"Not quite. In 2133 we discovered a primary mass relay that connected our cluster to the Attican Traverse. We moved quickly to expand into the region and colonized several nearby systems. On one of those planets, a garden world we named Eden Prime, we uncovered the buried remains of a fairly significant prothean colony. During the excavation we discovered a bunker deep beneath the surface. The bunker was heavily damaged but as we cleared the rubble we discovered several intact, functional stasis pods."

"Functional?" asked Selera in shock, echoing the thoughts of the entire room.

"Indeed," replied Goyle. "The facility showed signs of extensive small arms fire, orbital bombardment and even the residual effects of a neutron purge. But we uncovered a total of three-hundred and ninety two functional pods in the upper levels. Further exploration of the facility revealed an elevator shaft that connected to a series of deeper reinforced caverns. There we found two hundred thousand additional pods, almost sixty-nine thousand of which were still operational. We were able to revive the occupants without further losses and the surviving protheans, realizing their empire was gone, elected to join the Alliance as the Prothean Protectorate."

"You have living protheans among you?" asked Benezia. Liara would go ballistic when she found out.

"Indeed. As of the last census their numbers had climbed to just over one hundred fifty thousand, most of whom still reside on Eden Prime."

"Can we meet them?" asked the asari consul hesitantly. She could already imagine the fallout from this discovery. The protheans were almost revered by the Citadel races, and the hanar viewed them as their creators.

"I'm sure that can be arranged in time," replied Goyle diplomatically, "and if they themselves wish to meet with you. Only a small number of the survivors were members of the military. The vast majority were civilians that were put in stasis as a way to preserve their empire. Therefore we cannot compel them to do anything they do not wish to do."

"I understand," replied the asari, disappointment creeping into her voice. "So the Alliance is composed of humans and various subspecies of humans as well as protheans then," she concluded, but stopped when she noticed Goyle exchange a look with Caldwell. "Is there more?"

"Yes," replied Goyle hesitantly. "The other major population in the Alliance is synthetic."

Caerus came out of his seat at that. "You have AIs! Do you have any idea how dangerous that can be?"

Goyle sat quietly and watched the turian, waiting for him to calm down. It was only when he sat down that she continued. "Yes the Alliance considers sapient synthetics to be full citizens, again under the Sapient's Rights Act. As to the dangers we are all very aware of the potential hazards that synthetics can pose. We are also aware of the fact that your views of synthetics are largely colored by your experiences with the geth. However we have successfully coexisted with synthetics for over a hundred years and have never faced a large scale uprising. In fact the Sapient's Rights Act was specifically written to avoid that possibility."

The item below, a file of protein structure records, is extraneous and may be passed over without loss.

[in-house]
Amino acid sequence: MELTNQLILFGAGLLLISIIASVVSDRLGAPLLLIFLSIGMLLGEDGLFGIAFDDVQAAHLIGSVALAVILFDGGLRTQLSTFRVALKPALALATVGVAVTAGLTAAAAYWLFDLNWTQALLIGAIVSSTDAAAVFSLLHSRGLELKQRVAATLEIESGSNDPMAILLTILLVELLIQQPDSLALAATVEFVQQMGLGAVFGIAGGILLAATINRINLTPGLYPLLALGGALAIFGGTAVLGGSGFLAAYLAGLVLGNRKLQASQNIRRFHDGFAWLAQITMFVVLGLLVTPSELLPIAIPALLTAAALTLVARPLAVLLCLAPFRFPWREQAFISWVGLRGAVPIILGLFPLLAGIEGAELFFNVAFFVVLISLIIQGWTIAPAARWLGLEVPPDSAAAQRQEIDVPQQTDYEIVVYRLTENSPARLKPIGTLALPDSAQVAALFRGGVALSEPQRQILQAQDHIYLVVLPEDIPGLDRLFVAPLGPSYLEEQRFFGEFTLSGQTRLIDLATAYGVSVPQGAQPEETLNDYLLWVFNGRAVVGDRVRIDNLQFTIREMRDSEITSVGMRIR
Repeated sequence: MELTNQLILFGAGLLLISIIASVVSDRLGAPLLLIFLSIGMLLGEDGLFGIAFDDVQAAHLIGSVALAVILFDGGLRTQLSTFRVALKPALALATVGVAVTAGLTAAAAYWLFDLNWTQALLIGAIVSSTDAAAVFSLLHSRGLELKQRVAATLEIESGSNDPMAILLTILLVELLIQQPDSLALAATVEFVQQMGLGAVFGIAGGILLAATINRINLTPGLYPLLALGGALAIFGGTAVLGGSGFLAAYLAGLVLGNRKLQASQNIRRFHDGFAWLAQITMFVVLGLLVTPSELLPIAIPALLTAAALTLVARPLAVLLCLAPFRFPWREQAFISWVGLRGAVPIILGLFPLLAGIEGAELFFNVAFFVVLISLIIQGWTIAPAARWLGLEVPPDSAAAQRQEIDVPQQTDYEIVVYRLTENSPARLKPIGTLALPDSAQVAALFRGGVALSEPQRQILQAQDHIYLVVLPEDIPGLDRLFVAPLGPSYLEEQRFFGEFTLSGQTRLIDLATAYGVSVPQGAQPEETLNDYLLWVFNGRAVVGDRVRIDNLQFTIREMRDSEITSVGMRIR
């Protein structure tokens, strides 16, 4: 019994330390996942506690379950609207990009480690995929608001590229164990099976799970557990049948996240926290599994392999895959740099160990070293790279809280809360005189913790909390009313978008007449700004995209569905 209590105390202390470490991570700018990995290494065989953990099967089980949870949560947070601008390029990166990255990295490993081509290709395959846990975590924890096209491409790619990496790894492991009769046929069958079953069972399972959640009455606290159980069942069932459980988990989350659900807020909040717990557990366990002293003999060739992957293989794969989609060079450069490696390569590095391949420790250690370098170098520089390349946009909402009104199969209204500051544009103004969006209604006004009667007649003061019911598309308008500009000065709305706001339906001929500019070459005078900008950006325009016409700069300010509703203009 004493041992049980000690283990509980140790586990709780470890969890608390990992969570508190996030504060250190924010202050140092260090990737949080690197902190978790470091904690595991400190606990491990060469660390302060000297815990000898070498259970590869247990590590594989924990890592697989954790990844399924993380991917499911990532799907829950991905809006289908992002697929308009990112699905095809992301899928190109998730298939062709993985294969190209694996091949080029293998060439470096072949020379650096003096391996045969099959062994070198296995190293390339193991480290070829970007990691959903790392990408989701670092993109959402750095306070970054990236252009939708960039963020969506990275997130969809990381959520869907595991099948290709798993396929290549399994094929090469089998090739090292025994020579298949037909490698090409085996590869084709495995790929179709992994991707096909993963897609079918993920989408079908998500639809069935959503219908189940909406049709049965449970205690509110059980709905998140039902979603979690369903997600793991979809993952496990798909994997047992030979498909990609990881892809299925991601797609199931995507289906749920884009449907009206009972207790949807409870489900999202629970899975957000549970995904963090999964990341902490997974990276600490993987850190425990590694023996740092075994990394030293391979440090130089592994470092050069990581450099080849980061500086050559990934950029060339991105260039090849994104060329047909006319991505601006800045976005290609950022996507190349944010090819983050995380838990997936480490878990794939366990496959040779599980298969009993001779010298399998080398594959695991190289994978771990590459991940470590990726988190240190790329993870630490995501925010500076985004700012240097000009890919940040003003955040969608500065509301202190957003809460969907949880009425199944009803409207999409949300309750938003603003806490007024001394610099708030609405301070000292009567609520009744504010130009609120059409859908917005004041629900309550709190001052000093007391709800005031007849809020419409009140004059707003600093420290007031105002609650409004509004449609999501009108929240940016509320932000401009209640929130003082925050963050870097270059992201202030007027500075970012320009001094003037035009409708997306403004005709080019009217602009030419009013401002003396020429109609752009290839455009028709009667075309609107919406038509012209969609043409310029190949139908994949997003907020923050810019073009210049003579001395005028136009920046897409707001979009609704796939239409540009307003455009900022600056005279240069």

"How so?" asked the salarian consul.

"Human fiction going back to before even the crudest electronics had been invented has warned us of the possibility of a sapient computer turning on us. One of the most seminal works was written by a man named Isaac Asimov. In it he popularized the so-called 'Three Laws of Robotics', a set of rules that were conceived as a way of protecting humanity from a robotic uprising. This work began a whole school of thought that today is known as cyberethics and led to the requirement that any sapient synthetic has to have an ethics program incorporated into its cognitive matrix, a sort of conscience. It does not prevent a synthetic from committing a crime or harming another. But it does require a synthetic to consider the consequences of its actions much as an organic must do the same."

"And what happens when a synthetic does cause harm?" asked the salarian.

"At that point they are in violation of the law. They are tracked down, arrested and tried. If found guilty they are remanded to the corrections system for rehabilitation. Again the same as what would happen to an organic."

"And you really haven't had any problems?" asked the turian incredulously. It had become accepted fact that organics and synthetics could not coexist without killing each other.

"Of course we've had problems," snorted Caldwell. "Organics attack synthetics. Synthetics attack organics. But, and here's the important part, for the most part we get along with each other. Humanity has never been a particularly peaceful race, and the inclusion of synthetics hasn't changed that. But we manage to work together somehow, just as we've always done."

"We consider that what brings us together to be far more important than that which makes us different," added Goyle. "Isn't that how your Citadel works? The idea that the whole is greater than the sum of its parts?"

That stopped the Citadel representative's arguments. Was it possible that they had let their blind prejudices overwhelm them? It wasn't an idea that someone, regardless of their species, liked to think of themselves. But it was a valid point nonetheless.

"I can understand your reasoning when presented that way," replied Selera. "And we're not here to judge you in any case."

"As we are not here to judge you," replied Goyle with a smile. "So shall we move on?"

Citadel News Network Headquarters, Zakera Ward

The atmosphere within the studio was unlike anything the various reporters had ever experienced. It was almost as if electricity had charged the air itself, such was the excitement. It had been almost a century and a half since the Citadel had made contact with another race, in that case the drell whose world had been dying. Some remembered that time, the crushing sadness of seeing an entire species near extinction. It had been even worse when the numbers that the hanar would save had been published; far too low for anyone's tastes.